State Representatives Endorse Syrian Refugee Resettlement

Last month, 76 members of the Maryland General Assembly sent a letter to Governor Larry Hogan supporting the resettlement of Syrian refugees in their state. The letter is a response to Governor Hogan's statements-- in line with those of other governors in the aftermath of the Paris attacks last fall--that he would oppose resettling refugees into the state.

The state lawmakers decried the Governor's words, writing that America was founded, "as a haven of refuge (...) for people all over the world seeking a new life free from repression and war."

Now more than ever before, governors and state officials have inserted themselves in the refugee conversation, therefore putting their stances up for scrutiny. If governors and state officials feel comfortable vocalizing their opposition to resettling refugees, it is integral that representatives across the country that support resettlement also speak out, therefore leveling the playing field. This is why we want to publicly applaud the 76 Maryland representatives who recognize America's moral alignment to refugees.

The letter comes on the heels of a series of formal letters and resolutions in support of the resettlement of Syrian refugees to Maryland. These letters and resolutions have been formulated by Prince George's County, Montgomery County, Howard County, Takoma Park, Greenbelt, Hyattsville, Rockville, and College Park, as well as local organizations and Mayor of Baltimore Stephanie Rawlings-Blake.

Judging by the diverse range of Maryland proponents, the state clearly touts a robust appetite for humanitarianism.

The Maryland letter was drafted by Senator Jamie Raskin. He details the rigorous vetting process that refugees undergo to ensure they do not pose any threat to the country. The refugee resettlement program is actually the most arduous route with which to enter the country. This, in part, is why national security experts have endorsed refugee resettlement, despite statements from lawmakers like Governor Hogan.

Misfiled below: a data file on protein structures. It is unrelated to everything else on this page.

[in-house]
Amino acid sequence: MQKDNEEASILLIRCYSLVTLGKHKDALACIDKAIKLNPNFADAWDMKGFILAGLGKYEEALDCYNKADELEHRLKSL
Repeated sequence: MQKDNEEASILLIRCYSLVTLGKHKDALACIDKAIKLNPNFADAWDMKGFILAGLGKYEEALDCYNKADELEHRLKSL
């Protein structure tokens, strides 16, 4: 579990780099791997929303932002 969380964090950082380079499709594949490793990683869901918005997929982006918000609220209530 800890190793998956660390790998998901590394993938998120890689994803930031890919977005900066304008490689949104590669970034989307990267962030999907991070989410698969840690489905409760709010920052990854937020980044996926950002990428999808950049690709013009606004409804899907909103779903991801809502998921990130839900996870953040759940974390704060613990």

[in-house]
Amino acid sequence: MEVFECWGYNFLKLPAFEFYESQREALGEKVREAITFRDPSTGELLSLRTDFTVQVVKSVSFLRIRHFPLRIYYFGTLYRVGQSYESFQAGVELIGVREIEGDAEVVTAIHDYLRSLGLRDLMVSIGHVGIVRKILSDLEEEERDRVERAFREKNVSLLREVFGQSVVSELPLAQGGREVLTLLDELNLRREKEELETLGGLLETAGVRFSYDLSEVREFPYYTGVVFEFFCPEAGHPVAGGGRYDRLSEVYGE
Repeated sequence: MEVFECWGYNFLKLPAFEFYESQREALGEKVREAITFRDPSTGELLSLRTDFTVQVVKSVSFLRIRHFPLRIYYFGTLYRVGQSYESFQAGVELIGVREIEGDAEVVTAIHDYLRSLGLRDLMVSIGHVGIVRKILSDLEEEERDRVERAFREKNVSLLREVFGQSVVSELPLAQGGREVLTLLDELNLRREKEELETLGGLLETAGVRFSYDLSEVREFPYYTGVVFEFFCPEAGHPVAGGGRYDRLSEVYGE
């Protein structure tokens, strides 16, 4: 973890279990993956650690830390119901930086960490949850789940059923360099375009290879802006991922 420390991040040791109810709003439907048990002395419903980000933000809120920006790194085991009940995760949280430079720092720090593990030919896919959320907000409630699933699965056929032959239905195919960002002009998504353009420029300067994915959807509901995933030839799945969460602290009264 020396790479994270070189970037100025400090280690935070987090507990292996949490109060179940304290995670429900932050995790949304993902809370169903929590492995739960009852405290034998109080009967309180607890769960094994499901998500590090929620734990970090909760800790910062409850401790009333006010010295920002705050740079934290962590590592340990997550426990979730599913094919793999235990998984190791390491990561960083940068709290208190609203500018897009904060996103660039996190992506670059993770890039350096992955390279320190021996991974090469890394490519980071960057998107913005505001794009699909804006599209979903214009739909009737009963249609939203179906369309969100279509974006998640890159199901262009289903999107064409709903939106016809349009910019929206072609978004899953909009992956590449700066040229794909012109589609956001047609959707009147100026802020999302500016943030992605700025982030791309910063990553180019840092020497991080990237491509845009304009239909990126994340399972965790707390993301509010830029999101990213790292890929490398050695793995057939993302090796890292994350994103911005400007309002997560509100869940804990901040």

The letter also stresses Maryland's tradition of welcoming refugees fleeing crisis, saying "there is no justification for us to cut and run from our basic values today."

Representatives in other states like Hy Kloc in Idaho or Gayle Goldin in Rhode Island have also declared their endorsement for resettling refugees to the United States and their home state. Kloc argues the U.S. must play a role in the current refugee challenge, and called upon citizens to request that lawmakers support resettlement.

Although refugee policy lays solely in the power of the federal government via the annual presidential determination, the state's role in supporting resettlement is crucial. States can employ rhetoric that embraces refugees, and aligns programs to help them through the integration process. Those states receive the contributions of refugees, while those who seek to reject refugees only hurt their ability to integrate them successfully.

Moreover, since last fall, governors and local lawmakers are taking a closer look at the U.S. resettlement process. If governors and local lawmakers feel empowered to state their objections to refugees, those in support have an obligation to voice their endorsement of resettlement.

Such increased activism of state representatives might contribute to a discussion on refugee resettlement that not only focuses on security concerns raised by certain governors, but also spotlights the U.S.'s tradition of being a haven for refugees and their contributions to our country.

It should also be noted that the letter was spearheaded the by Maryland Welcomes Refugees group--a group of citizens and activists committed to Syrian resettlement. It is important that more citizens take a cue from these peers and speak out about resettlement. There is no shortage of support around the nation, as a poll conducted by Amnesty International found that 71% of the U.S. citizens support letting refugees into the country. The pro-refugee sentiment is popular in America.

While opponents of resettling refugees tend to be the shrillest voices in these discussions, pro-refugee advocates --including state and local representatives and citizens--should not be afraid to also speak up and highlight that the opponents hardly speak out for all Americans. They are actually in the minority.

We applaud local lawmakers for endorsing Syrian refugee resettlement and hope to see this trend continue across the country.